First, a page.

Show simple item record

dc.contributorHillard, Bryan
dc.date.accessioned2016-03-14T15:39:55Z
dc.date.available2016-03-14T15:39:55Z
dc.date.issued2000
dc.identifier.citationHillard, Bryan. "The Moral and Legal Status of Physician-Assisted Death: Quality of Life and the Patient-Physician Relationship." Issues in Integrative Studies 18 (2000): 45-63.
dc.identifier.issn1081-4760
dc.identifier.urihttp://hdl.handle.net/10323/4188
dc.description.abstractThe historical analogy of Nazi Germany is quite misguided and forestalls useful debate on euthanasia. Rightly practiced, passive euthanasia can be seen as a medical duty in certain cases. Indeed, even the use of active forms of aid in dying can be recommended. One can properly appeal both to the traditional goals of medicine (especially the relief of pain and suffering) and to the ethos of trust, comfort, and protection that naturally grows between patients and physicians. In advancing its dissenting argument, the article reviews the legal and historical backgrounds that guide recent discussions of euthanasia in the United States.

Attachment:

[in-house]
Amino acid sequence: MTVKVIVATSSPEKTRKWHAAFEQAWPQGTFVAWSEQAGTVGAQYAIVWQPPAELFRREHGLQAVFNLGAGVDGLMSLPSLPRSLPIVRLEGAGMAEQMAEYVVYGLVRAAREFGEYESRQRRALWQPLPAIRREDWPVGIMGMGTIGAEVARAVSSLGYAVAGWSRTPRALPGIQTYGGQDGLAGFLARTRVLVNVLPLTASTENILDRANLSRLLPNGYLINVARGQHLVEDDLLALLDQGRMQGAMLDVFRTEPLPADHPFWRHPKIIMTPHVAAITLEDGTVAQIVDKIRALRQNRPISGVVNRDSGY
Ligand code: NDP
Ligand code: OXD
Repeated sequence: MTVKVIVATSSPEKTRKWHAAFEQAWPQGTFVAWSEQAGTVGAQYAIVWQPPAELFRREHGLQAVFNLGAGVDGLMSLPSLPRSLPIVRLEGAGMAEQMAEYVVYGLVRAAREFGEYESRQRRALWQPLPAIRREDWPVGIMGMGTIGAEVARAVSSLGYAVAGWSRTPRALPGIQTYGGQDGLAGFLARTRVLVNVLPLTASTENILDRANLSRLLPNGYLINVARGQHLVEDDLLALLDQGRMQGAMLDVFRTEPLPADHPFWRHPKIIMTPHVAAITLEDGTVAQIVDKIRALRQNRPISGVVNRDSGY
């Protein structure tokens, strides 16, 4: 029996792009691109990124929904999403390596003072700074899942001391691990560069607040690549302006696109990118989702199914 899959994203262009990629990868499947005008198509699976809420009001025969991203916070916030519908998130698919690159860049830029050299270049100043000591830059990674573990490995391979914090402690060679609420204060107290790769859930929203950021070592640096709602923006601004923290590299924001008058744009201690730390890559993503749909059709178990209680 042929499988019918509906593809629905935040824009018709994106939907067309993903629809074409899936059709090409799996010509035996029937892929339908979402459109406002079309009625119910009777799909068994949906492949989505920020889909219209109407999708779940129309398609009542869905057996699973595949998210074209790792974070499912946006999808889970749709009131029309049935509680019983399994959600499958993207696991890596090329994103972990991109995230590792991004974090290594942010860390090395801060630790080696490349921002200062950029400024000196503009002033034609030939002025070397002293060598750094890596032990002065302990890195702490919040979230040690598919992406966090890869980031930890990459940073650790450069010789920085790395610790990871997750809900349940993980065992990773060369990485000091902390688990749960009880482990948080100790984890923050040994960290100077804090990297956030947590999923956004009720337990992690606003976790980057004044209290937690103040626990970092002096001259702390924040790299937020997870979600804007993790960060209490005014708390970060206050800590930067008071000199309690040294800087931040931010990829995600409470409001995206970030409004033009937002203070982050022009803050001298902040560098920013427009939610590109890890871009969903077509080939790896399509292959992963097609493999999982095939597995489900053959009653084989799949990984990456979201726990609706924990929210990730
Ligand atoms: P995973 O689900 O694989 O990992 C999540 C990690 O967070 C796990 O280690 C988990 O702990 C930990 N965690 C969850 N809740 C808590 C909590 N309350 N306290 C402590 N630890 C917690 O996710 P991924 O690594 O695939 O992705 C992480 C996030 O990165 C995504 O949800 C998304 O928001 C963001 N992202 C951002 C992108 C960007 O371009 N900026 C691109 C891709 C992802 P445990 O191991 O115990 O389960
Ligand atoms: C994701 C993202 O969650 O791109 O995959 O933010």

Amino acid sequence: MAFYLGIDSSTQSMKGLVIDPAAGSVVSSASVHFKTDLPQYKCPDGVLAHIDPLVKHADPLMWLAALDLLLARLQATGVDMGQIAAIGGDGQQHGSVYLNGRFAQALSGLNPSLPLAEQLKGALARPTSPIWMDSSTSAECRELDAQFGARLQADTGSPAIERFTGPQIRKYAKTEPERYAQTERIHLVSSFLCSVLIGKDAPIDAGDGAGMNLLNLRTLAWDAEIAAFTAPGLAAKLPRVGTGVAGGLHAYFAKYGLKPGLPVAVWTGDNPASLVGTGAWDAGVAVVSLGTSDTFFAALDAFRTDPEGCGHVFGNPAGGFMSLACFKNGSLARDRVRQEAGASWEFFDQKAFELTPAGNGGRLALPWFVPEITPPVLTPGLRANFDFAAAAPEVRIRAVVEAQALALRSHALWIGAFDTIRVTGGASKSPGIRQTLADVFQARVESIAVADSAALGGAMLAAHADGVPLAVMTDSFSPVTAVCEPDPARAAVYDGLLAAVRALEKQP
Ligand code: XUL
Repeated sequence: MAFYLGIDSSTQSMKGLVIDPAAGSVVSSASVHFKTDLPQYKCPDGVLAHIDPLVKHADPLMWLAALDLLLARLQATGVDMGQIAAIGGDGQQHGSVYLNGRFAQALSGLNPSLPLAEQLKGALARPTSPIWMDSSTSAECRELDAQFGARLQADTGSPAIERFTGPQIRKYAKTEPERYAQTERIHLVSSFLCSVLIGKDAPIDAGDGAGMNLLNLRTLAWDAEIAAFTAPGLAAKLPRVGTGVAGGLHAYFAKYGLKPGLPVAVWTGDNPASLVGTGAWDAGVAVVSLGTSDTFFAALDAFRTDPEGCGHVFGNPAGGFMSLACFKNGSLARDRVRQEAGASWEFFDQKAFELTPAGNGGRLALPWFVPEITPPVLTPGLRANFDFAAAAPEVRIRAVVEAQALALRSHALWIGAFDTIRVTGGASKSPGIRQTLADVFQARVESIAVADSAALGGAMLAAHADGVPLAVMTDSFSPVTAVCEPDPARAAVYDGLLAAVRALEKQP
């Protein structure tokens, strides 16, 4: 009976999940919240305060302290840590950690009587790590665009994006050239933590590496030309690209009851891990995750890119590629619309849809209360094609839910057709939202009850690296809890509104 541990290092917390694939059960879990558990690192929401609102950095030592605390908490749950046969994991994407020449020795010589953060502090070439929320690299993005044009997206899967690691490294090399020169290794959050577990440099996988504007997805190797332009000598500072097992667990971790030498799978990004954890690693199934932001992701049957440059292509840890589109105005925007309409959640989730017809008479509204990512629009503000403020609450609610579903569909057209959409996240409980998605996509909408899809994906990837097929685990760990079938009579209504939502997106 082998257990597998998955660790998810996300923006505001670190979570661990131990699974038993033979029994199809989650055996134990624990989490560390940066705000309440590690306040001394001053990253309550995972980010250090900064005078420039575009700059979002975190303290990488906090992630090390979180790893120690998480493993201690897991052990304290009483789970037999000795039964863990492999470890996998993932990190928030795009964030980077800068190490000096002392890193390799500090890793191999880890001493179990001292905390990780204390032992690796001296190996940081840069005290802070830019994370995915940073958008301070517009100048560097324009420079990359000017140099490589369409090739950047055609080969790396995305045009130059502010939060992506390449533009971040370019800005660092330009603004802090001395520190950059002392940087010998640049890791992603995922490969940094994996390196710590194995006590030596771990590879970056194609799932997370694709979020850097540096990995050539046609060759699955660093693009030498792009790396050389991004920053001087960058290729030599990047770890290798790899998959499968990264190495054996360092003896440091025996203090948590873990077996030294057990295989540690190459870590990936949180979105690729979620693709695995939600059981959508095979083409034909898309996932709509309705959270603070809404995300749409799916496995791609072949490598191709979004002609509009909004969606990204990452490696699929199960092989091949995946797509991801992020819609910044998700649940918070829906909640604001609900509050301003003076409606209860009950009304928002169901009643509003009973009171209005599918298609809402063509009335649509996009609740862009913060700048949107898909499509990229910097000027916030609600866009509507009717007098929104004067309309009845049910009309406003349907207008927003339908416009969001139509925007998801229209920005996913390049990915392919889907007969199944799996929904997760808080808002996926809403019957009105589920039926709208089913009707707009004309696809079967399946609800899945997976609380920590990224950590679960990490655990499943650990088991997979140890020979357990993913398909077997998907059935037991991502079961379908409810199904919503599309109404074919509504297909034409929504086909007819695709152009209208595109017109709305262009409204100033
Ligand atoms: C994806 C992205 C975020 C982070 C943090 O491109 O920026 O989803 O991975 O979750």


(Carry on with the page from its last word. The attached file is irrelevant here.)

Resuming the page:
dc.publisherAssociation for Interdisciplinary Studies
dc.relation.ispartofIssues in Interdisciplinary Studies
dc.titleThe Moral and Legal Status of Physician-Assisted Death: Quality of Life and the Patient-Physician Relationship


Files in this item

Thumbnail

This item appears in the following Collection(s)

Show simple item record